I swear, I had no idea it was bad practice to stand on top of your toilet tank. But even Grant says he knew this, which is humbling because if you ask me he is always on top of something scary.
I remember that crack house he bought in Peoplestown -- the living room had actually been used as a toilet, with mummified curls of human crap right there on the carpet -- and Grant stood there in the middle of it all and handed the owner a check for less than what you'd spend on a used truck. He fixed it up very nice, too, but in all the work he did on that place, and especially in the bathroom, all the cleaning and scraping and painting and decontaminating, he never stood on the top of the toilet tank in order to reach places to get it done.
"Hell no," he says, "you could bust a bolt and be knee deep in sewage in no time."
Actually, it takes about a month. Today my house smells like a stadium urinal, and all because I thought I'd been clever painting our whole downstairs powder room without even needing to drag in a step stool, because to me, that toilet tank is begging to be stood upon. I have pretty much done it my whole life, starting when I was 5 and hit my cousin Kelly across the head with the sole of my shoe for pretending she was Jesus and torturing me.
She used to be trusted to look after me, but really all she did was wrap herself in her sister's white slip and pretend to be possessed by Christ, then strangle me until I was almost unconscious. Finally I'd had enough of that and thwacked her good one day while she was talking to her friend on the phone. Then I ran to the bathroom and locked myself in, only the lock was one of those flimsy kinds you can pop from the other side as easily as a push pin, so I ended up having to barricade the door with my own body -- bracing my feet against the toilet tank -- while my cousin shoved from the other side. I can't believe I kept her at bay until my mother intervened, at which point she was asked by my aunt never to bring me back.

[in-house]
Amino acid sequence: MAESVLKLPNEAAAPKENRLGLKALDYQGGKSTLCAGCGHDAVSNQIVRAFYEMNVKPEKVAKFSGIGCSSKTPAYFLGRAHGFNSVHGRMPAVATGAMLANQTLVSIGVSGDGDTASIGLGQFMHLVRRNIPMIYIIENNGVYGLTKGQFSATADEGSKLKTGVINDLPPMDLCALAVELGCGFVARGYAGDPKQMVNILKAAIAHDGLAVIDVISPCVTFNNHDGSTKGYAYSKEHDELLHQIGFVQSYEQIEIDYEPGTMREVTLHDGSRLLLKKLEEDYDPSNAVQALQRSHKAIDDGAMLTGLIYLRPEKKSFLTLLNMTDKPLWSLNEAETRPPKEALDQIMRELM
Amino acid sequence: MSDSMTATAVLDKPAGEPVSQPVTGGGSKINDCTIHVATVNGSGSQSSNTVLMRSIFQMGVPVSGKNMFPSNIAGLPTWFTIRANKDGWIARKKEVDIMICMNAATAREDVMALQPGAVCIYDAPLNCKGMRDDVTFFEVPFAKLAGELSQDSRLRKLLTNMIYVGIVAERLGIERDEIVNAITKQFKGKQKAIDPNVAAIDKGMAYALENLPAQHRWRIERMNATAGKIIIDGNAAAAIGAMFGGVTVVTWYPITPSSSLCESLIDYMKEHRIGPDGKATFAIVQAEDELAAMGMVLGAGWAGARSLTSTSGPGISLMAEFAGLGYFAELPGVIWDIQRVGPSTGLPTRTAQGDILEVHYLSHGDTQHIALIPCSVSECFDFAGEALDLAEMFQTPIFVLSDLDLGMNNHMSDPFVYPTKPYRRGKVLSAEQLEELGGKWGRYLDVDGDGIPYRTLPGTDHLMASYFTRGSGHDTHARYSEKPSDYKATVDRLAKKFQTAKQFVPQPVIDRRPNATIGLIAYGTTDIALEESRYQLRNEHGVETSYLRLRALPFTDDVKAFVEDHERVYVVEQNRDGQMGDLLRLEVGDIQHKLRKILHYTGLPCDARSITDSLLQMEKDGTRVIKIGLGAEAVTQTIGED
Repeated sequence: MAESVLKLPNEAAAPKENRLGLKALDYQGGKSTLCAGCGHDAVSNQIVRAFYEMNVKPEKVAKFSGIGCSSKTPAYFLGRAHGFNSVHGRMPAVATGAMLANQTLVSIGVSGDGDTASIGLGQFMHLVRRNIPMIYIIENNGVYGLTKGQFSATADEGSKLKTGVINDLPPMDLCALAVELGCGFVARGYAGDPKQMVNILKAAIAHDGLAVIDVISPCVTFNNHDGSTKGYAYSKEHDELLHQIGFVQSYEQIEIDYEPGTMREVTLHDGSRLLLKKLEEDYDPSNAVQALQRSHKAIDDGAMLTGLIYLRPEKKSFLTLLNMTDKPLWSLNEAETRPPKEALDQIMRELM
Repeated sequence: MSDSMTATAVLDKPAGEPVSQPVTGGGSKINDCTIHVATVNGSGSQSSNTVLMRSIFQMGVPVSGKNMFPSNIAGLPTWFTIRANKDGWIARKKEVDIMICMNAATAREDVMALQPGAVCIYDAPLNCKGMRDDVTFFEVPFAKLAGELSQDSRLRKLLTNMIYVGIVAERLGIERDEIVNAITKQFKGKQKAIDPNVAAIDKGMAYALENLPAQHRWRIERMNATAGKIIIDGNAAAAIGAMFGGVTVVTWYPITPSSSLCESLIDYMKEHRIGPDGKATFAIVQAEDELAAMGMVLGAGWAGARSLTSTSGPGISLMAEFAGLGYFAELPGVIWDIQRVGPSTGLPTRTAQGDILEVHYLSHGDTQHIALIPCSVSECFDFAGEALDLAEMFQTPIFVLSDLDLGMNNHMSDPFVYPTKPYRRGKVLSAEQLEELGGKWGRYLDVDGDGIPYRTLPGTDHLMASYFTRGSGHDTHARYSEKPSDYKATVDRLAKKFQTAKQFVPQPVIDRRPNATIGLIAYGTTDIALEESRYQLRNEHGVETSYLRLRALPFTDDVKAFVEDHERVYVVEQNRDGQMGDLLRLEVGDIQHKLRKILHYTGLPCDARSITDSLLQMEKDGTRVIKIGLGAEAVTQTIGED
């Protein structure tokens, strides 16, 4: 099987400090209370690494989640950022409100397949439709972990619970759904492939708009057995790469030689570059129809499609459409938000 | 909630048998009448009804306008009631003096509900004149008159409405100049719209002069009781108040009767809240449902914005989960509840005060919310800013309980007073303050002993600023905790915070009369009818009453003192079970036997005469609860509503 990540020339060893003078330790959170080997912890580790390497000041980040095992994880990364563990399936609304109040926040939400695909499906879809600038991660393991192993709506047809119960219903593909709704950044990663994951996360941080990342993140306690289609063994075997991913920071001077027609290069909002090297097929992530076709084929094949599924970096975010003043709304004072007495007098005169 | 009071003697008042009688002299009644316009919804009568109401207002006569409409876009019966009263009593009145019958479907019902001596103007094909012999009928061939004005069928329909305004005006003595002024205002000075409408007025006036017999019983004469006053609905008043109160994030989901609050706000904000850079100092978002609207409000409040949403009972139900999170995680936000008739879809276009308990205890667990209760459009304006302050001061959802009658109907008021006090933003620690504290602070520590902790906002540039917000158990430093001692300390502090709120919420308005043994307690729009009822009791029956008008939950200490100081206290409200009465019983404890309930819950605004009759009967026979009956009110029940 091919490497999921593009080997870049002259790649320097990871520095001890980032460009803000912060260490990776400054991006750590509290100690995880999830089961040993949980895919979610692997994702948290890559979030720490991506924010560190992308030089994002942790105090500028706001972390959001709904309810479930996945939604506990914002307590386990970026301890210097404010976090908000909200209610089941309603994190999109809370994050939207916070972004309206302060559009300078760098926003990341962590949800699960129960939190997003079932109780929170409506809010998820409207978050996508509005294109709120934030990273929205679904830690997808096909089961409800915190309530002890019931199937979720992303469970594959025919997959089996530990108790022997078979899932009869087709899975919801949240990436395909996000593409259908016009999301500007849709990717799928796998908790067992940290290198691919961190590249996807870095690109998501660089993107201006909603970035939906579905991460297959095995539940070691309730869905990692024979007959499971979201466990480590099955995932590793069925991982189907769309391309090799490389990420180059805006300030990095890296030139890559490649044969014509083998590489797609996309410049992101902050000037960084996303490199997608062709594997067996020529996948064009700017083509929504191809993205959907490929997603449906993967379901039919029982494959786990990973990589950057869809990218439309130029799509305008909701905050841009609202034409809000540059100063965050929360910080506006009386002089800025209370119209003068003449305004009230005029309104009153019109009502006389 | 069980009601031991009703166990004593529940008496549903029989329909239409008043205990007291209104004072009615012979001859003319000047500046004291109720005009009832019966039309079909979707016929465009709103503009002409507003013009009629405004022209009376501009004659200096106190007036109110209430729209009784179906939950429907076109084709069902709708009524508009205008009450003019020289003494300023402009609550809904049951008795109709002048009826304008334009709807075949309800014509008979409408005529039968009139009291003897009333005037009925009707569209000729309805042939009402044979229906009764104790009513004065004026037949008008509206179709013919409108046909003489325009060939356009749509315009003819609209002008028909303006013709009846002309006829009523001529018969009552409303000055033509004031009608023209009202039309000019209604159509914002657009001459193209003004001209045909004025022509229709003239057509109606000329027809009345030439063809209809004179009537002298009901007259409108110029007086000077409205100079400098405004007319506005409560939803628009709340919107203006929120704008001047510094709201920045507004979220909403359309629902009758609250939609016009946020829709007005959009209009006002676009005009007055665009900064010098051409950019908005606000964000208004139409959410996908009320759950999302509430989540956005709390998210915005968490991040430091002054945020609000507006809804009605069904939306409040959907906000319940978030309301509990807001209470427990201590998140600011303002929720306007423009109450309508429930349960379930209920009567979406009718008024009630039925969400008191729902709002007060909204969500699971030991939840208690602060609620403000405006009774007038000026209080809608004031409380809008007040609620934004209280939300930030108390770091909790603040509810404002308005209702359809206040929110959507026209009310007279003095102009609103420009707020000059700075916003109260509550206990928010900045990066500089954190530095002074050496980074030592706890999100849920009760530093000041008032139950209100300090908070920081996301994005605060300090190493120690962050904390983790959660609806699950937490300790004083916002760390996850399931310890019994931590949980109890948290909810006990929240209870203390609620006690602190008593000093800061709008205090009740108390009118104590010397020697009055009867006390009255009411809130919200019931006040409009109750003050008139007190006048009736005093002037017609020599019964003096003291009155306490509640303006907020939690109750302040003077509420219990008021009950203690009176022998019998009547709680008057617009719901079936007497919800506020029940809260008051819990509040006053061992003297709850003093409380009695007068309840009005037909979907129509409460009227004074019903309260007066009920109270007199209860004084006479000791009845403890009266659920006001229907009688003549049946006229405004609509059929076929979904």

"Kid," my mother said in the car on the way home after I told her why I had done what I did, "I'm glad you locked yourself in the bathroom."
From that experience, I always thought toilet tanks were as sturdy as tree trunks, and stood on them almost every chance I got, especially since my mother kept a coin bank on the top shelf of our bathroom towel rack, which was accessible to any adolescent by simple toilet-tank ascent.
The bank was in the shape of a little wooden beer keg, with a slot on top to receive the coins but no other opening to retrieve them once they were inside. My mother said that's what she liked about it, the inability to put out what she'd put in. But with tweezers and a light touch, I personally thought I'd become quite deft at putting out what my mother had put in.
I used to take the money to a liquor store that would later be nicknamed "Horny Pete's" owing to the proprietor's rumored habit of masturbating behind the counter when kids came in to buy penny sweets. I unfortunately can attest that the rumors were true, only it's not like I knew what he was doing back there, not at first anyway, I just thought he was just taking a really long time to tuck in his shirt or something. Anyway, one day he showed me a picture of two people copulating and tried to get me to agree that it was a good idea. It was a hot day, and I was wearing a bathing suit with a big buckle on the front, an adolescent version of Ursula Andress' famous Bond-girl get-up, and damn if he didn't reach out and grab a hold of that buckle and start pulling me back behind the counter with him! Jesus God, there I was about to be molested by the man who sold me my mother's menthol cigarettes, and I couldn't think of what to do except get to the bathroom and lock the door. I knew where it was because, junior klepto that I was, I used to steal candy from this very place by packing my pockets, walking into the restroom and pitching it through the window to the alley on the other side, where either a friend was waiting or I'd simply retrieve it later at my leisure.
So once I extricated this man's bony claw from my bathing suit buckle, that is exactly where I ran, straight to the bathroom, where I locked the door, climbed the toilet tank and this time pitched myself out the window.
Looking back I see I have my mother to thank for my escape, I think, because if she had not stood up for me at my cousin's house like she did, I don't know if I'd have had the mettle to do what I did at the liquor store. She put that grit in me, and over time I've started to feel better about things, even about taking the coins from my mother's bank, because no matter how hard some will try, for good or for bad, in the end no one -- I mean no one, not even you -- can put out what your mother has put in.
Hollis Gillespie's commentaries can be heard on NPR's "All Things Considered."
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